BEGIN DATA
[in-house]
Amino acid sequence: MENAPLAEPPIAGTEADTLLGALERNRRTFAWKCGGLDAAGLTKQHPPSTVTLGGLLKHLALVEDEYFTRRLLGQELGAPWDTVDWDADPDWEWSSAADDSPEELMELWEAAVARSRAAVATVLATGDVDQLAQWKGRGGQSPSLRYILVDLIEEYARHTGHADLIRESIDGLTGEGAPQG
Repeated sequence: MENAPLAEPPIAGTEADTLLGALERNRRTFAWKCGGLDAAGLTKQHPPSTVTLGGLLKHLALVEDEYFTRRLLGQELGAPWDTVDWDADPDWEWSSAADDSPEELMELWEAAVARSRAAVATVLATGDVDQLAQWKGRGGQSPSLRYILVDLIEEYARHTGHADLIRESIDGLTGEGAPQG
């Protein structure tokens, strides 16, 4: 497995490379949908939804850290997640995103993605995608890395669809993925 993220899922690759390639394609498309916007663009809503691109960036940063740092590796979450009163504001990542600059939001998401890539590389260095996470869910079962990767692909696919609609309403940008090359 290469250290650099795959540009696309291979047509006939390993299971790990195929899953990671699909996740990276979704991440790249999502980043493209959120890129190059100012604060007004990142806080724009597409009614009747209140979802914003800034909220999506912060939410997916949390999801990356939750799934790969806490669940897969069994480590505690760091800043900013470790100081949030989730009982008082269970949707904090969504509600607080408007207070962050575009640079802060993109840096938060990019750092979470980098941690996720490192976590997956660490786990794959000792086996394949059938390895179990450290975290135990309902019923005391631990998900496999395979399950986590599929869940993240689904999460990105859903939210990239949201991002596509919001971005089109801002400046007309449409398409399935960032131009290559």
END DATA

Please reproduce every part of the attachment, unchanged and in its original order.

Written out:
[in-house]
Amino acid sequence: MENAPLAEPPIAGTEADTLLGALERNRRTFAWKCGGLDAAGLTKQHPPSTVTLGGLLKHLALVEDEYFTRRLLGQELGAPWDTVDWDADPDWEWSSAADDSPEELMELWEAAVARSRAAVATVLATGDVDQLAQWKGRGGQSPSLRYILVDLIEEYARHTGHADLIRESIDGLTGEGAPQG
Repeated sequence: MENAPLAEPPIAGTEADTLLGALERNRRTFAWKCGGLDAAGLTKQHPPSTVTLGGLLKHLALVEDEYFTRRLLGQELGAPWDTVDWDADPDWEWSSAADDSPEELMELWEAAVARSRAAVATVLATGDVDQLAQWKGRGGQSPSLRYILVDLIEEYARHTGHADLIRESIDGLTGEGAPQG
């Protein structure tokens, strides 16, 4: 497995490379949908939804850290997640995103993605995608890395669809993925 993220899922690759390639394609498309916007663009809503691109960036940063740092590796979450009163504001990542600059939001998401890539590389260095996470869910079962990767692909696919609609309403940008090359 290469250290650099795959540009696309291979047509006939390993299971790990195929899953990671699909996740990276979704991440790249999502980043493209959120890129190059100012604060007004990142806080724009597409009614009747209140979802914003800034909220999506912060939410997916949390999801990356939750799934790969806490669940897969069994480590505690760091800043900013470790100081949030989730009982008082269970949707904090969504509600607080408007207070962050575009640079802060993109840096938060990019750092979470980098941690996720490192976590997956660490786990794959000792086996394949059938390895179990450290975290135990309902019923005391631990998900496999395979399950986590599929869940993240689904999460990105859903939210990239949201991002596509919001971005089109801002400046007309449409398409399935960032131009290559």